zoom Tanker Investments Ltd. has entered into four Memoranda of Agreement (MoA) to acquire four vessels. The procurement of the four vessels is in line with the company’s strategic plan to grow its fleet through attractively-priced acquisitions.The first two vessels, slated for delivery in late May or early June 2014, are 2012-built coated Aframax tankers and have been bought for US$ 47.5 million each. Upon delivery, the vessels will continue to trade in the Teekay Taurus Pool.If the vessels are not ready for delivery by July 15, 2014, the company has the option to cancel the MoA, and, if the seller fails to complete a legal transfer of the vessels due to proven negligence, the company can claim compensation for documented losses and expenses incurred due to the non-delivery.A purchase agreement to acquire the entire membership interests in the companies Alpha VLCC L.L.C. and Beta VLCC L.L.C., each of which owns one 2010-built Very Large Crude Carrier was signed as well. The agreement wasentered into between Teekay Tankers Ltd. and the company. The consideration for the entire membership interests is US$ 154 million.Tanker Investments Ltd. intends to finance the acquisition of the four vessels with existing cash balances and by drawing a portion of the company’s new US$ 200 million revolving credit facility, which is expected to be finalized in May 2014.“The investment in the VLCCs is an opportunistic addition to the Company’s tanker portfolio timed to take advantage of expected rally in VLCC freight rates and assets prices that the Company believes may occur earlier than other segments. The coated Aframax investment provides Tanker Investments with optionality to trade these ships in the crude or clean products trade,” the company commented in a release.Press Release, May 13, 2014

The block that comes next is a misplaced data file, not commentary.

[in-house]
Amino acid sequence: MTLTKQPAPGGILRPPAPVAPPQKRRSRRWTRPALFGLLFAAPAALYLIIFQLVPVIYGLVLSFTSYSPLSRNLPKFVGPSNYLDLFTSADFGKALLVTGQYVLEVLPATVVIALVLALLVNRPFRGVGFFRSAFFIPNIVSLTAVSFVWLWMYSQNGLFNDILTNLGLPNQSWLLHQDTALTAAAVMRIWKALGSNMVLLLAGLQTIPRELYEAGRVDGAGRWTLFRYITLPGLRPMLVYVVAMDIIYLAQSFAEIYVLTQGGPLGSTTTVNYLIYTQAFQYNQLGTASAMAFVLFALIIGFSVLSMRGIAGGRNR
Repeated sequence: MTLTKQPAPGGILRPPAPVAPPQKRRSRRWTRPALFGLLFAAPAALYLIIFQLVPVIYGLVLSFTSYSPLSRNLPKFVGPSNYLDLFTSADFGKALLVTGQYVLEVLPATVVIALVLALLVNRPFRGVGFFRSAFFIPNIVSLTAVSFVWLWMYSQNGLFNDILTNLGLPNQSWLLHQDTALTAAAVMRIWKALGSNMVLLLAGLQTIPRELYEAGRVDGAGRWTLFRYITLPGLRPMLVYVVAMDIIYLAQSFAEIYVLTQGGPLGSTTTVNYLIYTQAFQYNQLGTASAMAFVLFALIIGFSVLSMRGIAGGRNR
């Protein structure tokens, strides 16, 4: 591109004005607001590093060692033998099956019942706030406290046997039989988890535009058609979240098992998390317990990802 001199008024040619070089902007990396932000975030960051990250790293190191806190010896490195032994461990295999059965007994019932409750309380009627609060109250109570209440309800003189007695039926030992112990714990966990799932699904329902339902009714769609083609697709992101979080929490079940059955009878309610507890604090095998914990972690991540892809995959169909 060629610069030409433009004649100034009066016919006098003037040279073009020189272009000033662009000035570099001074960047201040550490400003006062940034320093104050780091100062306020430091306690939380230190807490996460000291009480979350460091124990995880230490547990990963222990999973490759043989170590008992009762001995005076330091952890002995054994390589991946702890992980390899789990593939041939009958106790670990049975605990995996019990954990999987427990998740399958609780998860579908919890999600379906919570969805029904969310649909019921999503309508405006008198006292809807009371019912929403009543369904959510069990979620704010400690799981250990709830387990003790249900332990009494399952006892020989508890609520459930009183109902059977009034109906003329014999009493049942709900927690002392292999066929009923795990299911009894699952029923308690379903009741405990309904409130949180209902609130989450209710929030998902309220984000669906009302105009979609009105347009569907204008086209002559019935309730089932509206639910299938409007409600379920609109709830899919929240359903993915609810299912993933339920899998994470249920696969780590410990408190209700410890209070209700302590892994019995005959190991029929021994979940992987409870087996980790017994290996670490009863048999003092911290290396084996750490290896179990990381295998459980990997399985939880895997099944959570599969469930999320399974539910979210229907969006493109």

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Ottawa seeks co-operation, but prepared to go it alone on securities regulator AddThis Sharing ButtonsShare to TwitterTwitterShare to FacebookFacebookShare to RedditRedditShare to 電子郵件Email by The Canadian Press Posted Mar 21, 2013 7:37 pm MDT OTTAWA – Finance Minister Jim Flaherty is sending out a notice that he is prepared to go it alone on establishing a national securities regulator if provinces won’t agree.The declaration is contained in a two-page notice in the 2013 budget, informing the provinces that Ottawa still seeks a co-operative approach with the provinces, but it won’t wait forever.“If a timely agreement cannot be reached on a common regulator, the government will propose legislation to carry out its regulatory responsibilities consistent with the decision rendered by the Supreme Court of Canada,” the budget states.The last time Ottawa tried to move ahead with a national regulator, several provinces led by Quebec and Alberta fought to stop it from intruding in provincial authority.The Supreme Court agreed with the provinces, but left Flaherty an opening by ruling that Ottawa has a role in matters of national importance and scope, including preventing systemic risks in the financial system.In the budget statement, the government said it was prepared to delegate the administration of its own securities legislation to a national regulator “if a critical mass of provinces and territories were willing to do the same.”But if an “timely agreement” cannot be reached, it would go ahead with legislation dealing with its areas of jurisdiction as defined by the court.“This will include the capacity to monitor, prevent and respond to systemic risks emerging from capital markets,” it said.“A federal capital markets regulatory framework would be applied consistently on a national basis and would not displace provincial securities commissions, which would still manage the day-to-day regulation of securities activities.”It gives no time limit for an agreement, but in the meantime it is extending the mandate of the Canadian Securities Transition Office to work on the project.Flaherty has been trying to establish a national regulator almost from the first day he became finance minister, only to be frustrated at every turn by provincial objections and most recently by the courts.He has pointed out that Canada is the only major industrialized country without a single regulator, increasing costs to businesses seeking to raise money in Canada and making enforcement and prosecution of fraud more difficult.